In addition to increasing the chances of employment, education also has a substantial effect on one’s earnings potential. The graph below shows the average annual earnings of individuals with varying levels of educational attainment. Those with a bachelor’s degree earn a premium of roughly $30,000 each year relative to those with just a high school diploma. Over a lifetime of work, a college graduate with a bachelor’s degree would earn over $500,000 more than an individual with just a high school diploma.

What has not been previously appreciated is that even those who enroll in a two- or four-year program but do not attain a degree also experience substantial increases in earnings. On average, these individuals made about $8,000 per year more than those with just a high school diploma. Over a lifetime, this results in over $100,000 more in earnings.

Are the Increased Earnings Worth the Investment?

In today’s job market, where even some college graduates are struggling to find work, many wonder whether the high cost of college is worth the eventual earnings payoff. First, students face the out-of-pocket costs of tuition. On average, annual tuition and fees are about $3,000 at two-year colleges, $13,000 at four-year colleges, and $27,000 at professional degree programs. 

But the true cost of college is more than just tuition; it also includes the opportunity cost of being in school and not working, as college students forgo income that they could have earned by being in the classroom. (The cost of college does not, however, include the price of room and board; all individuals must pay for food and shelter regardless of if they are in college.) Between the ages of eighteen and twenty-one, the earnings of individuals with only a high school degree (and not in school) rise substantially, from $8,000 to $15,000—and that’s among individuals that actually have a job. Thus, the forgone earnings associated with going to college are about $49,000 for a four-year program and $20,000 for a two-year program.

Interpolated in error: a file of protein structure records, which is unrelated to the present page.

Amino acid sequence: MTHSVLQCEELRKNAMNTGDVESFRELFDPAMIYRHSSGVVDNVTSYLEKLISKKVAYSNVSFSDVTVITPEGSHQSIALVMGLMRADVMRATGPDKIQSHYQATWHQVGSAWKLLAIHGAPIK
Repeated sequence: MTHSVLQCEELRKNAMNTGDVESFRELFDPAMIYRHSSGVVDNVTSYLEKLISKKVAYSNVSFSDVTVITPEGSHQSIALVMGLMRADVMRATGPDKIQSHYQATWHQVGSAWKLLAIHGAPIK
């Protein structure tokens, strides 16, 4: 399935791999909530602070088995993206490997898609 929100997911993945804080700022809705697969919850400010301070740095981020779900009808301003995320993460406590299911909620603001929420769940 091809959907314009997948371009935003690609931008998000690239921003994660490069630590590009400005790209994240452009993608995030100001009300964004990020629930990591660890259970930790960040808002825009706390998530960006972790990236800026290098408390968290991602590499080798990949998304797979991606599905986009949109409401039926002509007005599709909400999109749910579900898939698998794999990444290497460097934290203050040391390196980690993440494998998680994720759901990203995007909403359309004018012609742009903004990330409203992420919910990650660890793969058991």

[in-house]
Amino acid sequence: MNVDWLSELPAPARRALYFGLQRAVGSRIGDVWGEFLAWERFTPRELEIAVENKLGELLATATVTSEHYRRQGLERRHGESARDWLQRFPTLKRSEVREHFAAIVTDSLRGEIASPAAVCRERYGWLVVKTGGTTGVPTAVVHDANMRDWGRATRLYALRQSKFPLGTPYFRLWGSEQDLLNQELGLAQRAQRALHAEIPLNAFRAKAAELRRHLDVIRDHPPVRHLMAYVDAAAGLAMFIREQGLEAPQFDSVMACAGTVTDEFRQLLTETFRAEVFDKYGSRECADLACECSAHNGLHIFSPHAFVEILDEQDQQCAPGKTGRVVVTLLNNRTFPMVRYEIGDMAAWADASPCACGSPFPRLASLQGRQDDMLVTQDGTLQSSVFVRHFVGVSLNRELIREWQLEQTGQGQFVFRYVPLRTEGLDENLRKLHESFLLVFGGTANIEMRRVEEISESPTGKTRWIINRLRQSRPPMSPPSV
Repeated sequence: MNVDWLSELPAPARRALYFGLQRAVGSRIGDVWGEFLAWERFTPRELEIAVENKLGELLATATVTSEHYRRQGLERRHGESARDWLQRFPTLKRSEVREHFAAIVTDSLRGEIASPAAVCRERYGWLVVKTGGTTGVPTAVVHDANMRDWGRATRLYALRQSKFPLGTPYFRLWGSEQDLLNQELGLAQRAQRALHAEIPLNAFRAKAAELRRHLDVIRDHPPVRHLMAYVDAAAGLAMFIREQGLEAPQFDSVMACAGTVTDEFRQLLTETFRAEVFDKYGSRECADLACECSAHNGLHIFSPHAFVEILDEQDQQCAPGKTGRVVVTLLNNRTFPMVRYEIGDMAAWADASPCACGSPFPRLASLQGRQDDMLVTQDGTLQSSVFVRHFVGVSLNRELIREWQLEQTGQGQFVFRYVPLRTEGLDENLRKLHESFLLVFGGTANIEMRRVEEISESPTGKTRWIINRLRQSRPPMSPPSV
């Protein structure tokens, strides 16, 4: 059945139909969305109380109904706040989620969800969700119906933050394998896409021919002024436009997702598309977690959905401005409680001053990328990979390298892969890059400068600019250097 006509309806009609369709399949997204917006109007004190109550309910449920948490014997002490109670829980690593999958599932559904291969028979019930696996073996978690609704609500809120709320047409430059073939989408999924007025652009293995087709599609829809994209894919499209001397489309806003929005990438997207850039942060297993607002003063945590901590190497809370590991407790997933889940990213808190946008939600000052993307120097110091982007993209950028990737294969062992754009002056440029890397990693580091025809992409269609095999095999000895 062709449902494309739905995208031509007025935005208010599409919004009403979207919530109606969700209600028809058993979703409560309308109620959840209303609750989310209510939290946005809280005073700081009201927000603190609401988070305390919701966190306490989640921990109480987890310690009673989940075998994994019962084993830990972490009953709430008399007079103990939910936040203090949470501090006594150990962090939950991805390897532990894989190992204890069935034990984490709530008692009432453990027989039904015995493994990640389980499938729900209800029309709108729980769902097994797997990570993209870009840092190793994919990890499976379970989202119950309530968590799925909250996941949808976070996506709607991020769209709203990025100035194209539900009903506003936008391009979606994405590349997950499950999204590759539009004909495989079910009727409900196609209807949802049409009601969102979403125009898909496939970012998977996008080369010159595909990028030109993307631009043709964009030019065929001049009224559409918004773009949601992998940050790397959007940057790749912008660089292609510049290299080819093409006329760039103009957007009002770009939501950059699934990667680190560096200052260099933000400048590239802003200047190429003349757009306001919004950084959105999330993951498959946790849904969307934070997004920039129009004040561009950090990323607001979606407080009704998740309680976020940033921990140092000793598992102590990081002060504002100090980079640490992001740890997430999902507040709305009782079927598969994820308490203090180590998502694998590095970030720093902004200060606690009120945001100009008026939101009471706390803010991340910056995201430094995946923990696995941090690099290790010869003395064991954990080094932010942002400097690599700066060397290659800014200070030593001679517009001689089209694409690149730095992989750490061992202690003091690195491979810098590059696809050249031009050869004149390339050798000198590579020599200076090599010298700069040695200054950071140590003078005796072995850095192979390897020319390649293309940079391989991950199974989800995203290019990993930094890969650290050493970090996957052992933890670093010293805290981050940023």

Despite these daunting costs, as we showed in earlier work, the annual rates of return of investing in an associate’s or bachelor’s degree are two to three times higher than those from alternative investments including stocks, bonds, gold, treasury bills, and the housing market. But what about students who start college but find that they are unable to complete their degree? Do the costs they incur for achieving some college outweigh any benefits they receive for their years in school? 

In the graph below, we extend our earlier analysis to include the returns to investing in a professional degree and investing in some college. The graph shows that, on average, attending some college but not receiving a degree also has a higher return than all other conventional investments. The annual rate of return of an investment in some college was 9.1 percent. This rate of return is more than 3 percentage points higher than the average stock market returns and 7 percentage points higher than the returns from investing in Treasury bonds. 

Of course, the high rate of return associated with attending a few years of college does not imply that dropping out of college is a better option compared to completing a bachelor’s or associate’s degree. Graduates with a bachelor’s degree annually make about $32,000 more than individuals with only some college. Instead, what this analysis suggests is that the downside risk of trying for a college degree but not making it all the way to a degree is not that bad, and could still be worth the investment of time and tuition.